Somerset – here I come! Part 2

Johnny and Ricky.

I left Stonehenge in time to avoid hordes of tourists armed with their horrifying selfie sticks. I cannot bear these new social tools. I got on my English car, and I headed towards another jewel of the British crown: Salisbury Cathedral.

I got to the Cathedral after parking my car in a small parking lot that turned out to be free for me as two ladies gave me their daily ticket (long live British ladies!). I walked through a nice gate and along a small street, which was exceptional for two reasons:

  • A plaque said that in one of its building William Golding taught at the local school for almost 20 years. Without his flies, I hope! I got wondering how it feels to have such a genius writer as a teacher. It’s hard to admit it, but none of my teachers or professors has left much in my life: none showed me “the way” or enlightened me. I suppose I didn’t do much to them either, but I have often dreamt to meet a professor that made me want to jump on my school desk and scream “O Captain! My Captain!” like in “Dead Poets Society”. It never happened. End of the story.
  • I saw a sundial painted on the wall of one of the houses in this cobblestone street. Gold and blue were its colours. One could read this sentence above it: “Life is but a walking shadow”. Pure genius. Shadows. Sun. Genius. Moreover, the sundial is not really showing the right time. It’s not wrong – it’s … early! It dates back to 1749. In 1752 the UK switched from the Julian to the Gregorian calendar. 1749 turns out to be 14-day-shorter than 1752 and if you look closely at the sundial, September 2nd becomes September, 14th. I wish it were that simple, sometimes, to skip some days.

At the end of this amazing street, I saw the Cathedral. Even from a distance it is stunning. Slender and elegant as only the Gothic buildings can be. It’s crazy to think that it was built in less than 40 years between the first and the second half of the 13th century. It has a huge 123-metre-long spire and a very extensive cloister (32 hectares) that is also the largest in the country.

There’s more to this place when you enter it. Salisbury Cathedral is also home to two other fascinating items.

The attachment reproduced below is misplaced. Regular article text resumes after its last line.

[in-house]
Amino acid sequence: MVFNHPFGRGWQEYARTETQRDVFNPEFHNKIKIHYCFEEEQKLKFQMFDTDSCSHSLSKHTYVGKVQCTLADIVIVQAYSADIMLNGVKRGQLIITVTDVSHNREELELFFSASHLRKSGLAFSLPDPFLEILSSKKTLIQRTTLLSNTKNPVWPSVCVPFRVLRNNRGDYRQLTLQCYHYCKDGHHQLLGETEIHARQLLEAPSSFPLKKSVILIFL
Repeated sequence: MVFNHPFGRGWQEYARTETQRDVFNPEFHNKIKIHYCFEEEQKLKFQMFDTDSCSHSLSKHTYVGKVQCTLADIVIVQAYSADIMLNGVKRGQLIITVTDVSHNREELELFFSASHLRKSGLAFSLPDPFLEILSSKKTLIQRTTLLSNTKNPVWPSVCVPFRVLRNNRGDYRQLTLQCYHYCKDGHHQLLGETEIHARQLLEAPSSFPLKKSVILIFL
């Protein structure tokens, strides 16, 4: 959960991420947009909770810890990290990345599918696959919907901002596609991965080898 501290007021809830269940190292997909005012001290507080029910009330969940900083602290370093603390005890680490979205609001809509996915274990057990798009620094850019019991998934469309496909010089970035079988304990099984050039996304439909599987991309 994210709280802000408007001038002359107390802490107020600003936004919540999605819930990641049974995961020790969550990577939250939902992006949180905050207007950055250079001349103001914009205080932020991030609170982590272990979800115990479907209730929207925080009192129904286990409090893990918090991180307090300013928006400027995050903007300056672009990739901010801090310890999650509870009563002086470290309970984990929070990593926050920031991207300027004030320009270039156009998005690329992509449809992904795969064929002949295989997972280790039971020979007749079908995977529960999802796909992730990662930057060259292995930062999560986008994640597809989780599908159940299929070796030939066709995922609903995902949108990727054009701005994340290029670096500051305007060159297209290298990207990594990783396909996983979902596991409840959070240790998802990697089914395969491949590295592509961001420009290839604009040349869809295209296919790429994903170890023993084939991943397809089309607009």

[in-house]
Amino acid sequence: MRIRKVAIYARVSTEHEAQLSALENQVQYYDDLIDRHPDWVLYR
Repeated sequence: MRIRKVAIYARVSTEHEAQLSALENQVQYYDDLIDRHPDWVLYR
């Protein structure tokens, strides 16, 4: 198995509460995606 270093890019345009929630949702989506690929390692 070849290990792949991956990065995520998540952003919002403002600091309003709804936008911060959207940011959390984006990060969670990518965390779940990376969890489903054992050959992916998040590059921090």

The first is the oldest clock in the world, dating back to 1386. At first, though, I didn’t even understand that I was looking at a clock as the oldest clock in the world does not look like a clock. It looks like a mistake. It looks like a bunch of wires and weights hanging here and there. It doesn’t even show numbers. It doesn’t even beat the hours. For a moment, I thought I was looking at an error.

The second is one of the four surviving original copies of the Magna Charta. Its drafting dates back to exactly 800 years ago – 1215. Who signed it? John Lackland, aka “Johnny” – Richard the Lionheart’s brother, aka “Ricky”. I imagine the two brothers. You must not be very cheerful when your nickname is Lackland and your brother’s is Lionheart. Moreover, Johnny lost all the crown’s possessions in France and did not receive anything from his father Henry after Ricky’s death. Johnny thought that a war could sort this Lackland business. To finance this great idea, he also thought to impose high taxes on his barons. Let’s just say that they were not really excited about this decision. Nobody was excited about much anyone’s decision at that time. Things get really sour after Johnny lost at the Battle of Bouvines. He was then forced to meet his barons at Runnymede: his only option to renew his subjects’ obedience was to pass a series of concessions that became the Magna Charta.

It’s called Magna not because it’s big. The Latin adjective distinguishes it from another law on hunting, issued around the same year. When you are at school, you learn that the Charta is the first document of fundamental rights of citizens. In reality, there were other similar writings that granted privileges to the communities some years before or around it. However, I haven’t got a clue of their contents or titles, so let’s move on after this lame attempt to appear knowledgeable.

What I can tell you, dear readers, is that the Magna Charta, remains an essential document in the European history. These are only some of the reasons:

  • It took away Johnny’s right to impose new taxes onto his vassals without the prior consent of a common advising board. If only a common advice was sought today, in Italy especially. Then again, maybe it would be the same as the advising board was then made of archbishops, abbots, earls and barons. No. It would not be better.
  • For the first time, citizens cannot be imprisoned without being offered a regular process. Too bad that in several centuries and nations, this measure went blissfully to hell.
  • The Magna Charta also speaks of proportionality of the penalty to the offense. I live in a nation where, obviously, this idea was not too liked and then those who steal or kill, they are having nice walks in the park and who is late in paying his monthly instalment, gets evicted. I am not sure I understand …

I then left Salisbury, and after a few kilometres I got to Old Sarum Castle. I was alone there and I enjoyed the local legends. In the tower, which is still very well preserved, the local lord’s wife was imprisoned for many years. Story has it that the subjects loved her and brought food to keep her alive. How many women suffered in history?

I then entered a tiny chapel where there are symbols of noble families besides frescoes showing some fierce Crusaders on the right, in shades of red. Moments of solitude like this make me rejoice: I can enjoy something that probably few know, or perhaps many, but I am the only one here, and now, in this moment. Travelling makes my life unique. Wide. If travel was free, I would spend very little time to stop.

Bristol awaits me tomorrow. But above all, my hero: Banksy!

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